≡ This post continues the coverage of our front yard desert garden project. ≡
In yesterday’s update on the palo verde trees in our front yard you might have noticed that our new desert garden bed is no longer bare dirt. As of last Saturday it has a nice layer of rock mulch—just in time for the first heat wave of the season that pushed us close to the 100°F mark on Wednesday and Thursday.
But before I talk more about the rock, I want to show you much the plants in this bed have grown, especially the perennials.
Click here to see what this bed looked like just five weeks ago. And this is what it looks like now.
But back to the rock. Since the planting scheme for this bed was inspired by my trip to Arizona last December, with some Southern African succulents (i.e. aloes) thrown in for good measure, I wanted a rock material that you might conceivably find in the desert, or that wouldn’t look out of place in the desert. This meant that anything smooth, such as gravel or river rock, was out since I associate that type of rock with flowing water, not with desert landscapes. Likewise, gray granite from the Sierra Nevada, greenish limestone or yellow-orange Sonoma Gold rock didn’t seem right either—and crushed lava rock, be it red or black, most certainly didn’t.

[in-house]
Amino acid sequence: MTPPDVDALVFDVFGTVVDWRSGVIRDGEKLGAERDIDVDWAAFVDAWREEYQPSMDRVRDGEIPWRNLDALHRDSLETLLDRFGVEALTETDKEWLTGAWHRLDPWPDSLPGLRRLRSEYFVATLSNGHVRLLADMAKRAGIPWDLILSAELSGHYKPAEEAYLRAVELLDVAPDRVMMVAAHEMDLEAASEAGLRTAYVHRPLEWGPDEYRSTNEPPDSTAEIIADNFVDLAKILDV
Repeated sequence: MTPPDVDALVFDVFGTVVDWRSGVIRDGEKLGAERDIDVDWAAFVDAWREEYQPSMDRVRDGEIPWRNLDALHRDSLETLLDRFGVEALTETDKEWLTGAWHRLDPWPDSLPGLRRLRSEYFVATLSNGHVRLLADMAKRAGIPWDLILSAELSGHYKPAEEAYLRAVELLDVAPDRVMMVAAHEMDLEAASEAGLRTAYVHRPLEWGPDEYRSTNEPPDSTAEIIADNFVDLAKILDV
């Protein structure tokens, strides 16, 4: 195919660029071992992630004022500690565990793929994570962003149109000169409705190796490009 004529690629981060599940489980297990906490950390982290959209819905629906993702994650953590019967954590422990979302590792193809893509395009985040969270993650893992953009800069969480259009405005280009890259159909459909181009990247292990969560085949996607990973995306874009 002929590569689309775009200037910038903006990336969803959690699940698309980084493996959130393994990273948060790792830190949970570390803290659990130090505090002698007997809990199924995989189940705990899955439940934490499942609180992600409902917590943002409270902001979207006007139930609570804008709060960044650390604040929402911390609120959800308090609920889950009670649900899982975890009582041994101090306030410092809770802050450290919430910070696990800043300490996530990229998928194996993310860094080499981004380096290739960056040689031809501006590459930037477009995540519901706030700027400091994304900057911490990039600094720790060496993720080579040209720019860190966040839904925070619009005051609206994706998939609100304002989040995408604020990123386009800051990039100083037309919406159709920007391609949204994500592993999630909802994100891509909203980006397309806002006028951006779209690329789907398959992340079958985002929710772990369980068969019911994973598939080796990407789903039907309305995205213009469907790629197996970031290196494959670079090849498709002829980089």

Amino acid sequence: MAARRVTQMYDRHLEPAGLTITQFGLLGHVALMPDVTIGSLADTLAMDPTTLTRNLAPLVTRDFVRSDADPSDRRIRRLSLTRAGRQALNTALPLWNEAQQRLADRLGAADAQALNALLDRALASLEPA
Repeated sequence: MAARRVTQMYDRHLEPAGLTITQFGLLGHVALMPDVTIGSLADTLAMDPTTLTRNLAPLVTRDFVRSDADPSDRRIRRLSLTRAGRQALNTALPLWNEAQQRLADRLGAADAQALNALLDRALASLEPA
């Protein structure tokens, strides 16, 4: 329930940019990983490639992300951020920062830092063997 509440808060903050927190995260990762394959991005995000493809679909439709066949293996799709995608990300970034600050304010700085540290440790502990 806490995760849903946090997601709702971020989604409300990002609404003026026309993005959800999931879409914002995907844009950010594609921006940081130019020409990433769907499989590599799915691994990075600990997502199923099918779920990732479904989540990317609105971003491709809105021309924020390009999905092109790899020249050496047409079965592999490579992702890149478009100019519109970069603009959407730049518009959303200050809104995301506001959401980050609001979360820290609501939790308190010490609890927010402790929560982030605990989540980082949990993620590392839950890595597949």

What I really wanted was the kind of rock I’d seen at the Arizona-Sonora Desert Museum in Tucson…
…or slate chips like what I’ve been collecting near my in-laws’ place in Mount Shasta near the Oregon border.
Unfortunately, none of the rock yards in our area carry an exact match. Since rock is one of those things you need to buy locally, even in the era of e-commerce, you’re pretty much stuck with what you can get. I’d resigned myself to making do with California Gold, the same material I used on the succulent bed near the front door, when I found out that Dixon Landscape Materials, our go-to place for rock, soil and mulch, now carries a product they call “rock bark.” While it still isn’t a perfect match, it’s the closest I’ve been able to find in the Sacramento area.
The colors are a good mix of warm yellows and reds, and cool silvers and grays.
The edges aren’t as sharp as I would have wanted, but the overall look is still pleasing.
Here are some photos with agaves to give you a better sense of how this rock bark works in context.
Agave americana ‘Mediopicta Alba’
I had 1½ cubic yards of rock bark delivered last Saturday, and moving it to where it needed to go, one shovelful at a time, was backbreaking work for a sedentary office drone like me. After I was done, I hosed it down to wash away the thick layer of dust. This did reveal the subtle colors in the rock, but more hosing down (or ideally rain) is needed to fully show the beauty of this product.
While I’m not kidding myself—this is a compromise, and the overall look is different from it would have been in a perfect world—I’m quite happy with the outcome.